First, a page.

What's being done to boost connectivity in rural areas - and why this matters

What's being done to boost connectivity in rural areas - and why this matters

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It has long been known that rural areas typically lag behind urban locations when it comes to broadband speeds, but the government now seems to be putting more effort into bringing this to a stop with a raft of new funding.
A new Rural Broadband Infrastructure Scheme has been announced this month that will see grants of £45 million allocated to local authorities that have already applied for funding in places where broadband speeds are currently 30Mbps or less.
This adds to the £30 million investment announced last year, bringing the total proposed spend on rural broadband to £75 million. The money is to be used to support full fibre networks wherever possible.
Rural affairs minister Lord Gardiner said the planned investment aims to champion the communities and businesses in the countryside.
He added: "Rural areas should not be left behind in the connectivity slow lane, missing out on the opportunities high-speed broadband can bring."
Previous success from faster rural broadband
Perhaps the government has been spurred on to act and invest more after figures showed that rural areas benefiting from better broadband are reaping other rewards, too.
According to an official report entitled 'The Evaluation of the Economic Impact and Public Value of the Superfast Broadband Programme', local businesses in areas where superfast broadband has been rolled out have enjoyed a combined £9 billion increase in turnover in the months since the installation.
This has equated to a £690 million net increase in Gross Value Added to the UK economy and a £12.28 benefit to every business for every pound invested by the government and local authorities.
Minister for digital Margot James said: "Our rollout of superfast broadband across the UK has been the most challenging infrastructure project in a generation but is one of our greatest successes."
Where rural broadband is now
The government's rollout of superfast broadband and this new investment means nationwide coverage has reached 95.39 per cent, even in some areas previously labelled 'commercially unviable'.
Furthermore, a Universal Service Obligation means everyone in the UK should have access to fast and affordable broadband by 2020, followed by nationwide gigabit capable (1000Mbps) connectivity by 2033.
However, despite these success stories, much still needs to be done and questions are regularly raised about the likelihood of reaching these ambitious targets.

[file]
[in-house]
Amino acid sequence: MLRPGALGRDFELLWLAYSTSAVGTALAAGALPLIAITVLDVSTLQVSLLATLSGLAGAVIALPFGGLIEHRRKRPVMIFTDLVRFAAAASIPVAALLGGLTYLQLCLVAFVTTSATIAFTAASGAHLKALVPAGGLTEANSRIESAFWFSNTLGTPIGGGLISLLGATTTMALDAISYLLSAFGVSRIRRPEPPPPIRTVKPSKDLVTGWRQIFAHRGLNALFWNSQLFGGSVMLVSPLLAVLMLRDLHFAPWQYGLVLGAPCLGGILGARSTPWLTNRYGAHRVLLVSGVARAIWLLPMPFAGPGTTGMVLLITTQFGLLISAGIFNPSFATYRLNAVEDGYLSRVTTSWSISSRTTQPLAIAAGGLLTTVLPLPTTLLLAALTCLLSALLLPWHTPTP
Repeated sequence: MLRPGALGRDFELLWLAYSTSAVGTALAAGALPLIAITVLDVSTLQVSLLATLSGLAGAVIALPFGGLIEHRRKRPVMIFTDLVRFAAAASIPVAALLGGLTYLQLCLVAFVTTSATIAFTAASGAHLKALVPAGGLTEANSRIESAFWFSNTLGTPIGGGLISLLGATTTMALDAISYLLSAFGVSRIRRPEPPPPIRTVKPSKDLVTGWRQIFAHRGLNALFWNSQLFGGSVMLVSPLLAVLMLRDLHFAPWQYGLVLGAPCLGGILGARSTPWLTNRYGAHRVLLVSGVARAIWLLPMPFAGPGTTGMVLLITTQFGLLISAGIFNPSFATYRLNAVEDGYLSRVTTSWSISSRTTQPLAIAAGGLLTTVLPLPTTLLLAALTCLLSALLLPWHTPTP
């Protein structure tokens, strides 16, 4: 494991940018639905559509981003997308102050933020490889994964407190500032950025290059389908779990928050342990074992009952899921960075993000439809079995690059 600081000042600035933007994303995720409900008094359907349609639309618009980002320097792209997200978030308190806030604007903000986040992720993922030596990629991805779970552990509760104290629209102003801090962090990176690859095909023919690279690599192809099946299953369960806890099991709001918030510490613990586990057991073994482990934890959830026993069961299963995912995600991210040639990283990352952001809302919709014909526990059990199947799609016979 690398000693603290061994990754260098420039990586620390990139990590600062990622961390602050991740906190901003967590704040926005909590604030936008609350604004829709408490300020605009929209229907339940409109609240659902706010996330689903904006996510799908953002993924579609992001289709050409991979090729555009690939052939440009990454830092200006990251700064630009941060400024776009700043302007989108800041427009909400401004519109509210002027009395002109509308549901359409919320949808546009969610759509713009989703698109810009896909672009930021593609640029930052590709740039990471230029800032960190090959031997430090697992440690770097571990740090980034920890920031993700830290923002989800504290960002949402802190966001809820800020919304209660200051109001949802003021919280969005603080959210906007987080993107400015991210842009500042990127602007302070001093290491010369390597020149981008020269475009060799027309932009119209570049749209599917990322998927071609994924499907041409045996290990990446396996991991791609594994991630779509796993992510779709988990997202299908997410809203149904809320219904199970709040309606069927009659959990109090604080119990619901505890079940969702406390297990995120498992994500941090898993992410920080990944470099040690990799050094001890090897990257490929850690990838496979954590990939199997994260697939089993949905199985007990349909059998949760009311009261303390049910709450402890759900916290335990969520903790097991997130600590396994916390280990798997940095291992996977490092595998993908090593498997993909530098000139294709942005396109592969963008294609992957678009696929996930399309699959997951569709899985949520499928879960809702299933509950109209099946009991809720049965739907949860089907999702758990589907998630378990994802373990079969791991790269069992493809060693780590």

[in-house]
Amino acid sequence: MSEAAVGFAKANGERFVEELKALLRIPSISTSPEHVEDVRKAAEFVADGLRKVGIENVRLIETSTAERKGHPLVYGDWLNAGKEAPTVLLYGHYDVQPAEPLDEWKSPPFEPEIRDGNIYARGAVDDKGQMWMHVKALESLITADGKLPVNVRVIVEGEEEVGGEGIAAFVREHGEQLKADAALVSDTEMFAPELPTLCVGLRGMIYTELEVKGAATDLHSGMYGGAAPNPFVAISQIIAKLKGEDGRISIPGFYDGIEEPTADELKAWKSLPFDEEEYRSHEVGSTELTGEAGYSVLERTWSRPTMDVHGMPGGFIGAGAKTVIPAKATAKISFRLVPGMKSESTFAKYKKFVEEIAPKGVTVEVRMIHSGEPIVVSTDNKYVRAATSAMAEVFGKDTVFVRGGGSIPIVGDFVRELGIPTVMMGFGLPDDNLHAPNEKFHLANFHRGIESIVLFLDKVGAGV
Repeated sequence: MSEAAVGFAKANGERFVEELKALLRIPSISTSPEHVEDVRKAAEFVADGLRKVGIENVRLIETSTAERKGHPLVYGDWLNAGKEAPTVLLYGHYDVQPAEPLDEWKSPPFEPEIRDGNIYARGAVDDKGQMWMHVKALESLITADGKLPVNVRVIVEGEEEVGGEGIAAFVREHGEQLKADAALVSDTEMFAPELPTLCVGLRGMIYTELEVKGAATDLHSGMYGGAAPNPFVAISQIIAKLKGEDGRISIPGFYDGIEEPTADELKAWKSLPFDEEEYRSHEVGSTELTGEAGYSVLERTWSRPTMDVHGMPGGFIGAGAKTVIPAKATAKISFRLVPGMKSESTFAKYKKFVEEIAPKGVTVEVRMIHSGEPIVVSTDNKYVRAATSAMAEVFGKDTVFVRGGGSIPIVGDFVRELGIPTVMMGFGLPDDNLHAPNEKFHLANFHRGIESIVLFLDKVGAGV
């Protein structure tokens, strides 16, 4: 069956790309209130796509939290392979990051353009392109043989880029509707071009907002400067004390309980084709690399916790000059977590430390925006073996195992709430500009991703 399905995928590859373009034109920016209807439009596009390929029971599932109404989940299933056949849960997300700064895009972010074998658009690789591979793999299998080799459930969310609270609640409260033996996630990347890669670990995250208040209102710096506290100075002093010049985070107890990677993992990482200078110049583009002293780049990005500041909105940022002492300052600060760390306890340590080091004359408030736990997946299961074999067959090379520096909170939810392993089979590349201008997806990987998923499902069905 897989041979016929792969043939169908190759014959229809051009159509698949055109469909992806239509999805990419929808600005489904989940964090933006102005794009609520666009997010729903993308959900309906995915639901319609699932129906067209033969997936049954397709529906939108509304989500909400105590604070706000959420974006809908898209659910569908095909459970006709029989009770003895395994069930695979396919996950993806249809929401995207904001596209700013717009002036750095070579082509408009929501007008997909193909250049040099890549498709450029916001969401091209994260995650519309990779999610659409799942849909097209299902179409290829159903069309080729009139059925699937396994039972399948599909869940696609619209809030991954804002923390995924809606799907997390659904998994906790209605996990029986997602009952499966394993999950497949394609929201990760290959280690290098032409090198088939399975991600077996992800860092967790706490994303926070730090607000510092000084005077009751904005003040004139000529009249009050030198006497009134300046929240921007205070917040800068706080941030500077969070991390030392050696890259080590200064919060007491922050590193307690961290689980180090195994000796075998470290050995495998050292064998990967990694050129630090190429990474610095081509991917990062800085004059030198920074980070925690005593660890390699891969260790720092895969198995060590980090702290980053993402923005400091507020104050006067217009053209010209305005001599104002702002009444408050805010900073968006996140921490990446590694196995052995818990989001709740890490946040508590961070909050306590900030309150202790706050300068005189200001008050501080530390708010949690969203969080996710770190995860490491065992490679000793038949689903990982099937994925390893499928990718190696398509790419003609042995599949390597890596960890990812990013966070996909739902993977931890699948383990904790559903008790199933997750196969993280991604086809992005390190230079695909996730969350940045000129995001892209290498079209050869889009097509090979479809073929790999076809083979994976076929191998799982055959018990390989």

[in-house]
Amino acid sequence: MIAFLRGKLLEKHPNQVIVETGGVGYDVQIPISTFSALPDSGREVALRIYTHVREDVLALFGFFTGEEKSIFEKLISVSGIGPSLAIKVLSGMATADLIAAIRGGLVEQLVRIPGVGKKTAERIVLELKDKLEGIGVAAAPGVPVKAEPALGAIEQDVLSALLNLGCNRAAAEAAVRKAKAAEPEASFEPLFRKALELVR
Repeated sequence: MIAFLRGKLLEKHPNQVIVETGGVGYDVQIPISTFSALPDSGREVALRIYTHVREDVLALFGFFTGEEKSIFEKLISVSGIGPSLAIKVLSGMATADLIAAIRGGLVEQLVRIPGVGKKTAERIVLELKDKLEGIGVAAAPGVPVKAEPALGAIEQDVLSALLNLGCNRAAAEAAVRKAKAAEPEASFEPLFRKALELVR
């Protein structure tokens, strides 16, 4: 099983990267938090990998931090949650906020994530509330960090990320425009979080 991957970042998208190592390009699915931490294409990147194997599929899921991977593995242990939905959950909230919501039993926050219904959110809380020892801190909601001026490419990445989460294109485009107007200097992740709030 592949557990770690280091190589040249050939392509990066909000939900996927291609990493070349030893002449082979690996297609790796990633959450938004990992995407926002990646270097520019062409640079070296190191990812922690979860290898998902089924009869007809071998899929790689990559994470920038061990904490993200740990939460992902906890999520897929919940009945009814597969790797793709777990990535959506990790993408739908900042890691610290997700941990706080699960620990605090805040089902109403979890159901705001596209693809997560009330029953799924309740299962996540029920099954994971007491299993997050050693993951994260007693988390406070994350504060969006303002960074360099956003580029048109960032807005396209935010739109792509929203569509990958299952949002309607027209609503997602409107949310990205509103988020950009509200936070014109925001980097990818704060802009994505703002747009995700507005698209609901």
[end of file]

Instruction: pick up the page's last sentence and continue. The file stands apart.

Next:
Recent data collected by M-Lab and compiled by UK broadband comparison site Cable found that the UK has slipped down several places in the league table for global broadband ratings, from 31st place last year to 35th this year.
The UK was in the bottom third of the EU member states, despite average broadband speeds going up by 12 per cent to 18.5Mbps.
Embarrassingly, this came in the same week of July that the government's National Infrastructure Commission called for full-fibre broadband to be deployed around the UK by 2033.
Part of this decline is undoubtedly driven by poor access in rural areas, as statistics recently published by the county councils network show that broadband speeds in countryside locations are up to three times slower than those in neighbouring cities.
This was even the case when the cities were located in the same county - for example, York could enjoy speeds of 102Mbps, but north Yorkshire on average could only reach 30.2Mbps.
Vice-chairman of the county councils network Philip Atkins said: "Counties are great places to live and work, but these figures show that businesses in shire counties and rural areas are being left at a competitive disadvantage. While the government has announced investment in this area, we remain concerned that digital infrastructure in counties isn't getting the attention it desperately needs."
The trouble with rural broadband
Most people in the UK still get at least part of their broadband connection delivered via the old copper telephone network - and the further people live from the telephone exchange, the further the connection has to travel and the slower the signal gets.
With a quarter of UK businesses based in the countryside and almost a fifth of the nation's people living there, this old network is becoming insufficient to support modern everyday requirements.
Hopefully, the new raft of government funding should go a long way towards addressing this by replacing copper cables with full fibre in as many locations as possible. This should ensure that residents not only benefit from better broadband services, but that the British economy also reaps the rewards in the long run.


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